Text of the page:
In the early hours of Wednesday at the IAA 2018, President of Volvo Trucks, Claes Nilsson got on stage to elucidate the demand of Volvo Trucks in the European market and its foray into electromobility systems. “The number of trucks in the German market has actually increased by 40% over the last five years, and we have a total of over 400,000 Volvo trucks in the European market. I can assure you that we are making heavy investments in our service network to meet this need,” he said.
Incidentally, the company is celebrating the 25th anniversary of the Volvo FH model this year, with it showcasing a Volvo FH 25th year special edition in commemoration. Nilsson highlighted the growing importance of trucks powered by liquefied natural gas (LNG) in the market, as it remains to be the best alternative to diesel today. The gas-powered Volvo FH series emits 20% lesser CO2 than a regular Volvo FH, which leads to significantly lower carbon footprints, but also provides the same performance and operating range as the latter.
“With rapid advancements in electromobility, automation, and connectivity, the boundaries of what can be achieved are shifting continuously. This year, we have launched our first all-electric trucks, the Volvo FE and FL Electric, and we will start to sell them in Europe next year,” said Nilsson.
The Volvo FL and FE Electric vehicles are designed to take up to 27 tonnes, and can drive nearly 125 miles on a single charge. The FE Electric has two motors that come with a maximum power of 370 kW, with a Volvo two-speed transmission. The energy storage is through lithium-ion batteries, which can hold 200-300 kWh. The technology is shared with Volvo’s line of electric buses, where more than 4,000 units have been sold to date. Volvo Trucks offers driver training, route analysis, maintenance, and financing for its customers, helping them integrate with the smart transport solution.
The company believes that these electric variants would pave the way for more sustainable freight movement within urban boundaries. For example, municipal work like waste removal could be carried out in the night, as electric trucks are silent and also are devoid of carbon emissions.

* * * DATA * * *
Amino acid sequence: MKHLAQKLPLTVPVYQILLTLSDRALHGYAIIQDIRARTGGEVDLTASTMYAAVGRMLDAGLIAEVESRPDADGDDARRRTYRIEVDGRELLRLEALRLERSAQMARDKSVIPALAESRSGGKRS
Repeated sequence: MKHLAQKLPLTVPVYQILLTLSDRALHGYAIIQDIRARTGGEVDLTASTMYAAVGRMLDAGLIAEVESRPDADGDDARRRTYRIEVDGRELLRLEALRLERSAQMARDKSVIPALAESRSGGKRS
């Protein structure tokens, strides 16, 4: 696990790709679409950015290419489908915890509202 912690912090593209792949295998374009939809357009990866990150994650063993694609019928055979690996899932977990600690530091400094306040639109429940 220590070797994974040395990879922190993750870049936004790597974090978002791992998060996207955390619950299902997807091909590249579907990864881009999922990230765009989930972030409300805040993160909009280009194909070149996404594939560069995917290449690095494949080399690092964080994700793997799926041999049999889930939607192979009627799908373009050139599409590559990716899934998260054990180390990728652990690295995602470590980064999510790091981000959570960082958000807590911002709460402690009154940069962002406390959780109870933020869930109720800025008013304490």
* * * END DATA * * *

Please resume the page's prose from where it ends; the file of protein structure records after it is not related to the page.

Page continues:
“Electromobility is in line with our long-term commitment to sustainable urban development and zero emissions,” said Nilsson. “It opens the door to new forms of cooperation with cities having a target to improve air quality, reduce traffic noise, and cut congestion during peak hours since commercial operations can instead be carried out quietly and without tail-pipe exhaust emissions early in the morning or late at night.”
Mikael Karlsson, the VP Autonomous Solutions at Volvo Trucks chipped in, explaining the company’s new innovation Vera – an autonomous electric truck. “This is our solution for fully autonomous, electric, and connected transport that will complement our current transport solutions. It will make transport safer, cleaner, and more efficient. Vera is intended for repetitive goods transport with relatively high goods volumes over short distances,” he said.
Karlsson hoped that Vera could help tackle the declining truck driver population, as a cluster of Vera trucks could effectively run operations within logistics hubs – a small step towards complete freight movement automation.
“Over the next coming years, we will see a rapid increase of electrifying commercial vehicles, primarily in cities were full electric trucks can not only improve air and noise quality, but also increase transport efficiency. A lot of deliveries can be shifted to off-peak hours, and this will help local daytime traffic to get better and will reduce a lot of accidents,” said Jonas Odermalm, VP Product Line at Volvo Trucks. “With superb driveability and significantly reduced noise, vibrations, and exhaust gases, they will make truck driving an even more attractive and enjoyable experience.”